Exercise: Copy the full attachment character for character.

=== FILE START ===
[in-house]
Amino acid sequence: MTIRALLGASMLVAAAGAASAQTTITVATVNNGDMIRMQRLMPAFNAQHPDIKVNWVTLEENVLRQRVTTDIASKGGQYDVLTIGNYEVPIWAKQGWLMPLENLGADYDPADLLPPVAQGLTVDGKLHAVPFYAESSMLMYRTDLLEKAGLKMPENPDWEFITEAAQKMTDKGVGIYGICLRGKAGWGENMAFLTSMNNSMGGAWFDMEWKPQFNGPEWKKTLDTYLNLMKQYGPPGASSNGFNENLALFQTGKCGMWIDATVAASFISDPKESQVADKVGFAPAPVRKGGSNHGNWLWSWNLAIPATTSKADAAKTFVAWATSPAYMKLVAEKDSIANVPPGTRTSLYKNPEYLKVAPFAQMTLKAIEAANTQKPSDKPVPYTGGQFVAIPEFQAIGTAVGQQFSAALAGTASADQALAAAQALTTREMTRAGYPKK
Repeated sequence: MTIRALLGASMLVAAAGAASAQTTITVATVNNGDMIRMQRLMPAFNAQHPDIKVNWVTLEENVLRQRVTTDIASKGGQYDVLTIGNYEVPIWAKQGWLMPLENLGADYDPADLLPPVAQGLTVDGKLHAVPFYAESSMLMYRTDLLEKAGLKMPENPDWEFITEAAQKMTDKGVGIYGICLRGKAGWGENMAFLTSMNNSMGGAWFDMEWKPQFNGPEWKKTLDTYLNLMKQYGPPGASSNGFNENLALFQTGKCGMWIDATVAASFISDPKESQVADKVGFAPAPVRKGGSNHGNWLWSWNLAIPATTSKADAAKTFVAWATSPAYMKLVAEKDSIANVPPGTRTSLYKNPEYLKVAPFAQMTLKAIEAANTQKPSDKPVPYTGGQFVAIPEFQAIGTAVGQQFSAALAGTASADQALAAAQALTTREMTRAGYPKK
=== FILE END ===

[in-house]
Amino acid sequence: MTIRALLGASMLVAAAGAASAQTTITVATVNNGDMIRMQRLMPAFNAQHPDIKVNWVTLEENVLRQRVTTDIASKGGQYDVLTIGNYEVPIWAKQGWLMPLENLGADYDPADLLPPVAQGLTVDGKLHAVPFYAESSMLMYRTDLLEKAGLKMPENPDWEFITEAAQKMTDKGVGIYGICLRGKAGWGENMAFLTSMNNSMGGAWFDMEWKPQFNGPEWKKTLDTYLNLMKQYGPPGASSNGFNENLALFQTGKCGMWIDATVAASFISDPKESQVADKVGFAPAPVRKGGSNHGNWLWSWNLAIPATTSKADAAKTFVAWATSPAYMKLVAEKDSIANVPPGTRTSLYKNPEYLKVAPFAQMTLKAIEAANTQKPSDKPVPYTGGQFVAIPEFQAIGTAVGQQFSAALAGTASADQALAAAQALTTREMTRAGYPKK
Repeated sequence: MTIRALLGASMLVAAAGAASAQTTITVATVNNGDMIRMQRLMPAFNAQHPDIKVNWVTLEENVLRQRVTTDIASKGGQYDVLTIGNYEVPIWAKQGWLMPLENLGADYDPADLLPPVAQGLTVDGKLHAVPFYAESSMLMYRTDLLEKAGLKMPENPDWEFITEAAQKMTDKGVGIYGICLRGKAGWGENMAFLTSMNNSMGGAWFDMEWKPQFNGPEWKKTLDTYLNLMKQYGPPGASSNGFNENLALFQTGKCGMWIDATVAASFISDPKESQVADKVGFAPAPVRKGGSNHGNWLWSWNLAIPATTSKADAAKTFVAWATSPAYMKLVAEKDSIANVPPGTRTSLYKNPEYLKVAPFAQMTLKAIEAANTQKPSDKPVPYTGGQFVAIPEFQAIGTAVGQQFSAALAGTASADQALAAAQALTTREMTRAGYPKK